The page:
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Monster Mash: Getty partners with Egypt; architect Kazuyo Sejima going to Venice; fatal art stabbings

November 10, 2009 |  8:46 am


-- Five-year project: The J. Paul Getty Trust has partnered with Egypt to help preserve and manage the tomb of King Tutankhamen. (Bloomberg)

-- Architectural first: Japanese architect Kazuyo Sejima is the first woman to be named director of the Venice Architecture Biennale. (Art Info)

-- Suspicious deaths: A British art curator and his daughter were found dead with multiple stab wounds near Sydney, Australia. (Times Online)

-- Violent assault: A San Francisco artist chosen by the city to paint a mural was stabbed while working on the project. (San Francisco Examiner)

-- Leg room: The Houston Ballet's new $53-million home will be the largest facility in the U.S. devoted to dance, according to the company's leaders. (Bloomberg)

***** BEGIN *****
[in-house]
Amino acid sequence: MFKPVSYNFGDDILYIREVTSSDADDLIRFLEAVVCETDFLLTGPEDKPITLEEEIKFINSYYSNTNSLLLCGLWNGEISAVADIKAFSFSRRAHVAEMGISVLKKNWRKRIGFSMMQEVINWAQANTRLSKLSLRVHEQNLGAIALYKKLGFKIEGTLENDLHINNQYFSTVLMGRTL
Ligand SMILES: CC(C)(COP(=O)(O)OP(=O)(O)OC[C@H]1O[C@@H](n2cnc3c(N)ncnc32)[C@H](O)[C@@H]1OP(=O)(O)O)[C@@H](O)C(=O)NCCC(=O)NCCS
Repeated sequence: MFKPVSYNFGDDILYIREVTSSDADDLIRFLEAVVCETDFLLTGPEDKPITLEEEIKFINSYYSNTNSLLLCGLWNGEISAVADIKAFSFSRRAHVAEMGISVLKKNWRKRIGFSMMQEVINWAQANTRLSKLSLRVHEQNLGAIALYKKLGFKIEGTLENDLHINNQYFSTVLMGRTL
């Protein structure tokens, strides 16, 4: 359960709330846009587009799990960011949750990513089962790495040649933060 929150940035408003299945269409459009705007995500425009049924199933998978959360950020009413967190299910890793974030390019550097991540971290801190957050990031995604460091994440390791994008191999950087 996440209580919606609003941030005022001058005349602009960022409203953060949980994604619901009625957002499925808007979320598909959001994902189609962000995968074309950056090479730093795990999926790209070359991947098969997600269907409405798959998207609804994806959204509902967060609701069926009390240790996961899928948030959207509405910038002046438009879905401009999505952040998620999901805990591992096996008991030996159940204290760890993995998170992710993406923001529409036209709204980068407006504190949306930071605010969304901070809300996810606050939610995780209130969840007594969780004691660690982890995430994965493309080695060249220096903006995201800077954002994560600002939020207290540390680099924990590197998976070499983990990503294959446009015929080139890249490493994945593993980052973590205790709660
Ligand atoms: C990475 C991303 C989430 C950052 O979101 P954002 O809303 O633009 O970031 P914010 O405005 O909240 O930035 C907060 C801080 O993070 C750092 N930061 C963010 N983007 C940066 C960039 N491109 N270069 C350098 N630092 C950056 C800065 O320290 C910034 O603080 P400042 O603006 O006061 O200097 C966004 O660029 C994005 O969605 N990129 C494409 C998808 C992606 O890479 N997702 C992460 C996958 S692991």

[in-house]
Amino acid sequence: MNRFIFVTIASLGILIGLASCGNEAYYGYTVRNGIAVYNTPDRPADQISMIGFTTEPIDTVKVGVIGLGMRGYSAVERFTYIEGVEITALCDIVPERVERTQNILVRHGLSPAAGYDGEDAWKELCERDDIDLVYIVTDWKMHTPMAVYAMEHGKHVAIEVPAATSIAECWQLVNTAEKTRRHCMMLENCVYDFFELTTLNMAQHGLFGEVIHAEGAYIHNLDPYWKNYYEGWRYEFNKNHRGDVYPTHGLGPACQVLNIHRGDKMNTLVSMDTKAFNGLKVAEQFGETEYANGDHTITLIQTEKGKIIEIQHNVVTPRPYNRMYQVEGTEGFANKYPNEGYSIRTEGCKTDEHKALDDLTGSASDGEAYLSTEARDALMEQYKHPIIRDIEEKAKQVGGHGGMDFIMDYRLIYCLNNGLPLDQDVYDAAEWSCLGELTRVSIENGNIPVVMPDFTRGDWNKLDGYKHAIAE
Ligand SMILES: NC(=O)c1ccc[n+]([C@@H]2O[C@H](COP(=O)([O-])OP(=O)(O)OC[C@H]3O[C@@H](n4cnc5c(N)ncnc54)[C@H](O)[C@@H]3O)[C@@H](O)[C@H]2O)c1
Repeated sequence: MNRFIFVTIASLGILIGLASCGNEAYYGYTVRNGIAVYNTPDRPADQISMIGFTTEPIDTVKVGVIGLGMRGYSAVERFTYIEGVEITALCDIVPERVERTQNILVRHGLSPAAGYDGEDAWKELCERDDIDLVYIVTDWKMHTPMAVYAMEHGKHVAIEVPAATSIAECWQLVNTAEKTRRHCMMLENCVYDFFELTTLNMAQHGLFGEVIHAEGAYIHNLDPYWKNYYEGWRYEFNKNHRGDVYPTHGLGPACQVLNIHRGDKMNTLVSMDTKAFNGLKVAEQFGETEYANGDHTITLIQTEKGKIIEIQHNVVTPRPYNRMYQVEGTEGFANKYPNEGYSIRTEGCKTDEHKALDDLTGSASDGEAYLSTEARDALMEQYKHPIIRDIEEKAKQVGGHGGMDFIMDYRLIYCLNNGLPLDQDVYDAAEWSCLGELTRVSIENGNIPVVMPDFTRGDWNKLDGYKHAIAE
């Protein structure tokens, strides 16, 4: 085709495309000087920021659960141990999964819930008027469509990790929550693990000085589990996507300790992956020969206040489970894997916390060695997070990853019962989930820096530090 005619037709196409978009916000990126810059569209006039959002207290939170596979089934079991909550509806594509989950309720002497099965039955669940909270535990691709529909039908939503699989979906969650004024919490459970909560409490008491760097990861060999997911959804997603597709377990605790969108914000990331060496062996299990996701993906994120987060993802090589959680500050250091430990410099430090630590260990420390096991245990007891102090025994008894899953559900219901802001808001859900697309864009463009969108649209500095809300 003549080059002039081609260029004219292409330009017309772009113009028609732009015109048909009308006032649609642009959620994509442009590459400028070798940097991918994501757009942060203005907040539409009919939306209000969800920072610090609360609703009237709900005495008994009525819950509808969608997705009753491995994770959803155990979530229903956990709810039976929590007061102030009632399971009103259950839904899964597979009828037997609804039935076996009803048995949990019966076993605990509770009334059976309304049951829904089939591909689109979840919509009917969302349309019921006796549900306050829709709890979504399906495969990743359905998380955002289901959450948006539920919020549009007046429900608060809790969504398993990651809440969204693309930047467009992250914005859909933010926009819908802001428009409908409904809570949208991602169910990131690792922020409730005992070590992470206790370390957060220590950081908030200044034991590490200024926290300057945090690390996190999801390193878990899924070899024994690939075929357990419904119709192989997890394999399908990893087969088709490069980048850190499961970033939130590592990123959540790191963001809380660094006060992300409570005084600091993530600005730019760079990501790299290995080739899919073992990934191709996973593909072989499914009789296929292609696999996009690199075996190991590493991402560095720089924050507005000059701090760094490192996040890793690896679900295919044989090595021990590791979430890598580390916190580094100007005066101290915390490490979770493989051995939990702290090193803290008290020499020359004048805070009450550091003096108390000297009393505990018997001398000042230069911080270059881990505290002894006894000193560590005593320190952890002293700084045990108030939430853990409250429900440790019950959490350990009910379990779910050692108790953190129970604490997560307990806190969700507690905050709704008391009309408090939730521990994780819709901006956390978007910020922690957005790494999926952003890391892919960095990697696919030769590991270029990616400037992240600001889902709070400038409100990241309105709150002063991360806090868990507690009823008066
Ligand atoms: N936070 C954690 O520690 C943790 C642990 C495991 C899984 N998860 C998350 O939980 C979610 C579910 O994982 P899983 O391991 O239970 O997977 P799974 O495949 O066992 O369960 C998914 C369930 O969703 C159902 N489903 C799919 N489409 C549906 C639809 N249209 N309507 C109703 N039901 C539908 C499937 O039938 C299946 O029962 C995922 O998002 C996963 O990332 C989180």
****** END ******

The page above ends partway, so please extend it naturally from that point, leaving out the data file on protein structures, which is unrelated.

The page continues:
-- One-woman show: Dame Edna's "It's All About Me" has set a Broadway opening date of March 23. (Playbill)

-- Sour note: A labor dispute has arisen between producers and musicians on the off-Broadway musical "Tony 'n Tina's Wedding." (Variety)

-- Money talks: Same-sex couples are leaving their mark in the Boston arts community through philanthropic donations. (Boston Globe)

-- New leader: The Scottsdale Museum of Contemporary Art has named Tim Rodgers as its new director. (The Arizona Republic)

-- Messy split: A German art collector has settled a lawsuit with his former mistress involving two works by Damien Hirst valued at about $48 million. (Bloomberg)

-- And in the L.A. Times: Times architecture critic Christopher Hawthorne on the possibility of a football stadium in City of Industry; the Museum of Contemporary Art's big 30th-anniversary celebration.

-- David Ng

Photo: the burial chamber of King Tutankhamen in the Valley of the Kings near Luxor, Egypt. Credit: Chris Bouroncle / AFP/Getty Images